With the gills I was basically just couching over single strand of perle cotton, the same one I used on the body. And I’m using just the same coloured off white single strand cotton to wrap them with, but in a very happy accident, the colour underneath is bleeding through, and gives it a lovely subtle variegation.



The cap of the mushroom was simply split stitch.

Finishing touches. The crown. I’ve never done goldwork before. All those threads and techniques, I’ve never attempted it*.

So, I borrowed some silver metal threads and just had a go really;


Couched down some pearl purl and attempted some passing in the middle.


Vintage swarovski crystals from a broken necklace on top.



Finally I added some grey details to the shell, and couldn’t leave it without a shimmery iridescent slime trail.



I really love how limited the pallet is in this piece. It’s very shell-like, mother of pearl. Subtle. Totally different to the other Gods. And she was quick! I was very surprised to have her completed within 6 weeks. Satin stitch. So speedy.

All cotton and man-made fibres.

Approx 70 hours work

Size is approx 25cm x 30cm ish

And she and the Toad are off to the framers today.

*I will blog again soon about what I’ve been up to other than stitching, included a 2 day course at the Royal School of Needlework in coloured metal thread work :)

Old Favourites and New Twists

I’m so excited about all the new product development I’ve been doing. Some new things and some tweaking of old things.

First, here’s the new: New custom birch frames for embroidered jewellery.

And I celebrated with setting the three new Poisonous Toadstools into them.

I rubbed natural soft wax polish into the wood, and they’ve been finished with antique bronze fittings. The chain is fabulous – all the links soldered, a really beautiful quality. The bails too, heavy and sturdy and lovely. You’ll have to take my word for it for now, the pics don’t show it. Here’s me modelling:

I am just SO pleased with them. They are so lovely and solid but also really light to wear and feel really special. So then I had to get to making some more embroideries for a new collection. I returned to the classics: This guy had sold in my Etsy shop:

Limited Edition Human Skull Pendant, on 25″ Silver plated chain

And I wanted to make some improvements anyway.

I used a finer fabric (still rocking the bed linen for that), a single strand of cotton rather than 2 ply, and a lighter, more balanced and subtle colour pallette.

The whole way through I was all like ‘oh I don’t think he’s gonna turn out any good’ and it took me all day to complete him, but in the end I am really pleased actually.

He will be the first of a trio of skulls going in the new wood frames. What do you think so far?

Poisonous Trio #3

This final Toadstool I am the most happy with, especially as I tried a new stitch out on it and pulled it off.  This one is Amanita phalloides – Death Cap.

So far so same-as, but I decided to give myself a break and quit the bullion knots here as A – the shape of the mushroom means less of the fins are visible so it would be difficult, and B – I JUST DON’T WANT TO DO ANYMORE. So I used a darker colour and satin stitched it. Then I started with the new stitch – Turkey Rug.

So it’s a series of loops knotted in closely together, and when you’re doing it it looks like a mess. But then you fill the space and cut the loops so they’re tufts instead:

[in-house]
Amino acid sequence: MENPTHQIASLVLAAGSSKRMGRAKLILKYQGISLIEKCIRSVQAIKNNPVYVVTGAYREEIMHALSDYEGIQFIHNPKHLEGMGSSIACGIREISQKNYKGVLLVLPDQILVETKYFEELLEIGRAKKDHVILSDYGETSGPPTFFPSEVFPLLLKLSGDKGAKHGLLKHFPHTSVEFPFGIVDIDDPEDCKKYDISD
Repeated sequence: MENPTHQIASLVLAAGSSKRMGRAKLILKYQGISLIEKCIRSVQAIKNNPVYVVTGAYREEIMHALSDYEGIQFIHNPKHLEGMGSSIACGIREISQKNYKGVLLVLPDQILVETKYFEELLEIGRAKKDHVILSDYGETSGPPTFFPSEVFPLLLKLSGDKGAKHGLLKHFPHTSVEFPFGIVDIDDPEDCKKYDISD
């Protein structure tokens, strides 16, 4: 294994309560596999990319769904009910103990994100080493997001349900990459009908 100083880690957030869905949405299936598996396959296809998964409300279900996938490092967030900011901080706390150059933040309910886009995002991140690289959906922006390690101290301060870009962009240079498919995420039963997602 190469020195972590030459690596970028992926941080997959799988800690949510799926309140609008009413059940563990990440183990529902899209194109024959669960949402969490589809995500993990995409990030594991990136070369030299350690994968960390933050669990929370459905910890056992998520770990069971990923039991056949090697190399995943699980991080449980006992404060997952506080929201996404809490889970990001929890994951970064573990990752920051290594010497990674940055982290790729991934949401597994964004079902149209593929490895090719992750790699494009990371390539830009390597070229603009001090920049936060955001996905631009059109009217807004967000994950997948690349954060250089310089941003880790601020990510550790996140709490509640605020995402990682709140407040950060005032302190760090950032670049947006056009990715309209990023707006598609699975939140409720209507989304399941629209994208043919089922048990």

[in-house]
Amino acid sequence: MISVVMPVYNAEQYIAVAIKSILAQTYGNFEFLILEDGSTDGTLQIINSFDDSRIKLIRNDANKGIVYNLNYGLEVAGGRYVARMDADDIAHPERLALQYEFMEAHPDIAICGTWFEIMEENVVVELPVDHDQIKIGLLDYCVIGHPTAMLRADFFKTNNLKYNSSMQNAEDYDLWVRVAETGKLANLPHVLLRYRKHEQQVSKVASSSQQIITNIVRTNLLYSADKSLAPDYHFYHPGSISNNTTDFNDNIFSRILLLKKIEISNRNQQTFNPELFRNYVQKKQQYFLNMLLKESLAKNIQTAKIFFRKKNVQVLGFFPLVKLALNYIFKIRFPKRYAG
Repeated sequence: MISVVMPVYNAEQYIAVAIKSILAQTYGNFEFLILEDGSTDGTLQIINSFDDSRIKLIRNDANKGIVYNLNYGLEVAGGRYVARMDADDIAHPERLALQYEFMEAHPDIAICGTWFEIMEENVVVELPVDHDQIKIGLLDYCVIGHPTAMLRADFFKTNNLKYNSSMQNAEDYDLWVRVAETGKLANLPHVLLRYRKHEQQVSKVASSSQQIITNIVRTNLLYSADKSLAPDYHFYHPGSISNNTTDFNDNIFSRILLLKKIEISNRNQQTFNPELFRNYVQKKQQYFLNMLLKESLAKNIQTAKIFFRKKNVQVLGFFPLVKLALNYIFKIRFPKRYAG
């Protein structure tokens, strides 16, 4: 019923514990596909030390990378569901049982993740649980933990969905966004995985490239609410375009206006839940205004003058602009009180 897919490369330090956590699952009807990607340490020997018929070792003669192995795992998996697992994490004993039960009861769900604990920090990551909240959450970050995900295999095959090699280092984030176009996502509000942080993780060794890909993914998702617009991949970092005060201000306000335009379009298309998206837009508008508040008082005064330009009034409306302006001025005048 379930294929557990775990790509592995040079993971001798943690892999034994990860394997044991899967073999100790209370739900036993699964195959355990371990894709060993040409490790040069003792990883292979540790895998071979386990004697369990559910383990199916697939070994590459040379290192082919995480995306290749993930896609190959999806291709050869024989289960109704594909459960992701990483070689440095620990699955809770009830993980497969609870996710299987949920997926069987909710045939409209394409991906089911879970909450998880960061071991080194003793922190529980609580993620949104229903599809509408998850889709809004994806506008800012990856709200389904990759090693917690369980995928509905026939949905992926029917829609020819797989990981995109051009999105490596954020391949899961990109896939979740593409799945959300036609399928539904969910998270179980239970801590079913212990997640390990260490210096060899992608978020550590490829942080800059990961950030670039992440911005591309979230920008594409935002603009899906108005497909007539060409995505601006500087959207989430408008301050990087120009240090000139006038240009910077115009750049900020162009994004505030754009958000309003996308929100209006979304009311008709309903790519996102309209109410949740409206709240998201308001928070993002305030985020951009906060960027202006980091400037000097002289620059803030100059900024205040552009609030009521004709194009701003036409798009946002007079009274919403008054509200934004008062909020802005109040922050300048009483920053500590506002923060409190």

Then you get to stylin’.

I trimmed them down quite a bit, now they’re lovely and fluffy and fuzzy. The padded slip had a bit of artistic license with it since I know of no Death Cap with hot orange and coral spots, but hey ho.

Finishing french knots. Next – I will mount them up.

Poisonous Trio #2

Poisonous Trio #2

Although snazzy, snazziness isn’t everything, so I decided to talk you through the construction of the next toadstool (rather than a slideshow), which I declare to be a juvenile Devil’s Bolete.

I chose this nice subtle variegated silk (nauseatingly and wrongly IMO named ‘Pot Pourri’) for the stalk and fins on this one as it was the most neutral of my fine silks. Unfortunately it turned a bit more stripey and yellowy than I thought it would. Oh well. I won’t be able to use it again, seing as it has been half way down my cat’s throat:


Made nice bullion knots though. Now this is to show you things that do go wrong despite the best intentions. I have a couple of patches of beautiful space-dyed velvet that I thought would be awesome as a bit of applique for the cap here. I tried it:

It sucked. Mainly because the colour just didn’t go with the silk I’d already used for the first bit. I actually really liked the velvet but considering the difficult relationship I have with the bullion knots I hated the idea of picking them out more than the idea of picking the velvet off. Plus the velvet pile frayed quite a bit. So I swapped it out for felt:

The felt is quite pinky/mottled which works well (better in real life). Then I french knotted the base in a lovely autumn leaves kind of variegated cotton.

Poisonous Trio – #1

I guess I’m making up for an absence of work as this will be a trilogy of posts on  my new little mini-collection. Plus I just discoved the slideshow function on WordPress so you can see all the stages of work without so much space! But really I just wanted to try it out…

I had intended to do some more toadstools for ages but something always seemed to put me off when I actually sat down to do them. Maybe it’s the fiddlyness of Stumpwork. Yea probably that. Hadn’t done a bullion knot for a while and they make me cry sometimes. Now that I am working on the new collection using the new custom birch wood fittings, I had more motivation for doing several designs at once. Plus I ran a poll on my facebook page and out of toadstools and skulls, toadstools won. So there you have it. I consulted my old field guide and off we went.

This first one was the same classic shape and pattern as the first Fly Agaric I have in my shop but I wanted to do it in a different colour. We will call this one Tricholoma aurantium, as it is often seen in Fairy Rings. It looks rather tricksy in my opinion.

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So I constructed it in basically the same way as the original in my shop – added french knots to the purple wool-viscose felt cap, then a simple satin stitch stalk, chain stitch frill and bullion knot fins. The cap isn’t padded, so technically it’s just aplique, but I just stitched it down so than the finished effect was 3-dimensional. Finally green french knots provide the forest floor. The bullion knots are still little bitches.

Next: I will show you the Devil’s Bolete.